says that states can't simultaneously maintain open capital markets, stable exchange rates, and monetary/fiscal autonomy (when states refuse to close capital markets their currencies float and then exchange rates must be stabilized, the need to do this causes a loss in monetary/fiscal autonomy_

Monetary policy autonomy

central banks are able to influence the domestic money supply, interest rates and inflation with no import of inflation/deflation from abroad


characterized by high unemployment and high inflation. Combination of inflation and economic stagnation occuring uncheck for a sig. period.

Intermediate Regimes

characterized by a soft "crawling peg" with a tightly managed exchange rate float

Currency Board

A country's currency authority that holds reserves of foreign currency equal at the fixed exchange rate to at least 100 percent of the domestic currency issued in order to keep inflation down. (all currencies are 100% backed and can only issue enough currency as can be backed by foreign assets)


when a poorer country ties the value of its currency to that of a wealthier country, or when it abandons its currency and adopts the wealthier country's currency as its own

Monetary union

An agreement between many European countries to integrate their monetary systems including using a single currency.

European Economic Community

An economic organization established in 1957 to reduce tariff barriers and promote trade among the countries of Belgium, Luxembourg, the Netherlands, France, Italy, and West Germany. These countries became the original members of the European Community in 1965.

European snake arrangement

Named for the founding countires of the EEC: Belgium, Luxembourg, the Netherlands, France, Italy, and West Germany.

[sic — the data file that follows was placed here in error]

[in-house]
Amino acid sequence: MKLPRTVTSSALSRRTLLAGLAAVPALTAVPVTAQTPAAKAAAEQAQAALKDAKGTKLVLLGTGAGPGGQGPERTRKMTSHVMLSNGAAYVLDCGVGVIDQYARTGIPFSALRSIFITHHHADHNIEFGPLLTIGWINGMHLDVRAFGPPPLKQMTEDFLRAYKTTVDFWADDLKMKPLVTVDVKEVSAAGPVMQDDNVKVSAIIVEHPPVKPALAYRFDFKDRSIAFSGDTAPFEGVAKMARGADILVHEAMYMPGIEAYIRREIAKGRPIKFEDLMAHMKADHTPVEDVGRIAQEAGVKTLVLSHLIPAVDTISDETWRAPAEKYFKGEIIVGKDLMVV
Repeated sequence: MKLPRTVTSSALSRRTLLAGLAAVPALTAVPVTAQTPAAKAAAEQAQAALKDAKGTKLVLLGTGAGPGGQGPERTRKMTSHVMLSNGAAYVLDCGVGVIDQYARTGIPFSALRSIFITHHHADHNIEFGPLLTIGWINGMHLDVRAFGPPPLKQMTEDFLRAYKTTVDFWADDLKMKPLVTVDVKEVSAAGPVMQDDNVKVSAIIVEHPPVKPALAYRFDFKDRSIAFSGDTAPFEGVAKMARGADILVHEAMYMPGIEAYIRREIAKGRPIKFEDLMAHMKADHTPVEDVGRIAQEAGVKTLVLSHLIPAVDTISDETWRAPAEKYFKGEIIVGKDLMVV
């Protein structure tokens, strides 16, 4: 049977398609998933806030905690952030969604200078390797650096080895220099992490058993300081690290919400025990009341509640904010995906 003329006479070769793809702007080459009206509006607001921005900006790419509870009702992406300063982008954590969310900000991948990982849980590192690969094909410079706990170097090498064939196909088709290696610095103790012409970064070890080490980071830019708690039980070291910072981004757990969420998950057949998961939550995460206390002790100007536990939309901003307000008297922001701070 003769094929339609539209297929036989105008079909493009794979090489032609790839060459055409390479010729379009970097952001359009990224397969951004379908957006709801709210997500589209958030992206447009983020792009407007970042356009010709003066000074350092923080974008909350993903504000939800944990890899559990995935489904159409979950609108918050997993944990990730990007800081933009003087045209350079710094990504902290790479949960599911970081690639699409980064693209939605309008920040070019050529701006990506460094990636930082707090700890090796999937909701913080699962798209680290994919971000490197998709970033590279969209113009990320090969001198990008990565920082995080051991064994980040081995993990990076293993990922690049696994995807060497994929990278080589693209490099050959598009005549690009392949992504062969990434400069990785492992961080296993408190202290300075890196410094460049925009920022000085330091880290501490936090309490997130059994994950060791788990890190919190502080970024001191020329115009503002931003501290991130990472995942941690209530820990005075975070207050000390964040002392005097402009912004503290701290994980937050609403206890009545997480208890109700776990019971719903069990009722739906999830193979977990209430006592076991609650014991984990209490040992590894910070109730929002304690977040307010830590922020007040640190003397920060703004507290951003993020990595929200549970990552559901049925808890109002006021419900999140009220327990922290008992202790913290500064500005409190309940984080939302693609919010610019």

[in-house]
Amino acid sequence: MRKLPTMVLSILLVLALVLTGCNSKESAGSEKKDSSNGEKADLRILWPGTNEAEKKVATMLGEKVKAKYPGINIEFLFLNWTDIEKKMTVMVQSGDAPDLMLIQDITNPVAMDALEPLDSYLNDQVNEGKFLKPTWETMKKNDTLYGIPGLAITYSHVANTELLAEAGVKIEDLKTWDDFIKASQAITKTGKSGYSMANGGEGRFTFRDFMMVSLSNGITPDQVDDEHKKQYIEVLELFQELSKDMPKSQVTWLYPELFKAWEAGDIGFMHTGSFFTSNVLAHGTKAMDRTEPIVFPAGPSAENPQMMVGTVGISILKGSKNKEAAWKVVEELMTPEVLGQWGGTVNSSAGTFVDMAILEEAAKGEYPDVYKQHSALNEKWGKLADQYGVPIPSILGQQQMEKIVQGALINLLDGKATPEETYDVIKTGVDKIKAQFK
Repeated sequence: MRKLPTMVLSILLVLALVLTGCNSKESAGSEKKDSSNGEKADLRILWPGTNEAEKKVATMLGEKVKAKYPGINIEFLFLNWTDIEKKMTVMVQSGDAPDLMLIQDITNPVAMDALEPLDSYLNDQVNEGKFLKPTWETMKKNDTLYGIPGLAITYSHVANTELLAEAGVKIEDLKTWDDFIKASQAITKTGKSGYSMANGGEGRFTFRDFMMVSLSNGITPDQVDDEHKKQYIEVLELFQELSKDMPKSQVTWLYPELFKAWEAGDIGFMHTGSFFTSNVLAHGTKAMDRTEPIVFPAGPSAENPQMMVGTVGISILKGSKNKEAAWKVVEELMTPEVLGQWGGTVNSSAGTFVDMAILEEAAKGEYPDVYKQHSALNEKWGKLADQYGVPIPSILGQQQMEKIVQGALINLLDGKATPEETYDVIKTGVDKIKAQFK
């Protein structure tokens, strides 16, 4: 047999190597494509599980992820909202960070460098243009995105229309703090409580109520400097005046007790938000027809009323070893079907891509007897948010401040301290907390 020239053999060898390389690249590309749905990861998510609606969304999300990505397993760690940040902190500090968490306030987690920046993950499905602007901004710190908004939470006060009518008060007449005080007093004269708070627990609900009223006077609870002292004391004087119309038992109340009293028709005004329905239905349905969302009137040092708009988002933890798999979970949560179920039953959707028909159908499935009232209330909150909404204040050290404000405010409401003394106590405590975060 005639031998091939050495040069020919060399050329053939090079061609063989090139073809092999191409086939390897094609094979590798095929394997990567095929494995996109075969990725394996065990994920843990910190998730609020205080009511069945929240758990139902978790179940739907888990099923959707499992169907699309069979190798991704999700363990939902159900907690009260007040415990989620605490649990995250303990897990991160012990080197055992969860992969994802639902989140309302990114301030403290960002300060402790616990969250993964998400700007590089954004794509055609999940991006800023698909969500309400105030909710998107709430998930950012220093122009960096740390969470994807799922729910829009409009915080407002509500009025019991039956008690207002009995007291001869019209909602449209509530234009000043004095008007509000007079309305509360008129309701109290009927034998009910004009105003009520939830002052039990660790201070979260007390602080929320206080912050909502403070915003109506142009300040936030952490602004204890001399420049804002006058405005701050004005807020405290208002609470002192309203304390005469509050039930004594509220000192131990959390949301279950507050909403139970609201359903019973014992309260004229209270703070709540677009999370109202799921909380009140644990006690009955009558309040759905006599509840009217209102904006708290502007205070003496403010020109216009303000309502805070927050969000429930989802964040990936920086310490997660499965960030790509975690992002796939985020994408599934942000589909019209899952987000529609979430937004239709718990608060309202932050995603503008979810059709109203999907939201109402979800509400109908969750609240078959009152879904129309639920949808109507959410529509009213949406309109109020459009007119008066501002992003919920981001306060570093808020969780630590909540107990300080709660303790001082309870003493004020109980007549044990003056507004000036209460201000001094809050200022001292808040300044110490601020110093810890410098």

European Monetary Cooperation Fund

established to monitor the European monetary policies and authorize realignments of monetary policies

European Monetary System

a system of pegged but adjustable currencies established by the members of the EC in 1979

Target zone

a zone beyond which an exchange rate is prevented from fluctuating by intervention of authority in the foreign exchange market/policy alteration to maintain fluctuation within the set limits- seen in EU


system used in EU for banking and repayment of loans, not international trade

Single European Act

Adopted by members of the European Community in 1987, this act committed member countries to establish a single market by the end of 1992

Delors Report

1989 Jaques Delors: 1: Removal of capital controls 2: granting independence to central bank and conform domestic laws to treaty of Maastricht 3: monetary unification

European Monetary union

he agreement among the participating member states of the European Union to adopt a single hard currency and monetary system.


the basic currency shared by the countries of the European Union since 1999

European Central Bank

The European Central Bank is the de facto successor of the European Monetary Institute (EMI) The primary objective of the ECB is to maintain price stability within the Eurozone Governing Council defined price stability as inflation at 2%. The key tasks of the ECB are to define and implement the monetary policy for the Eurozone, to conduct foreign exchange operations, to take care of the foreign reserves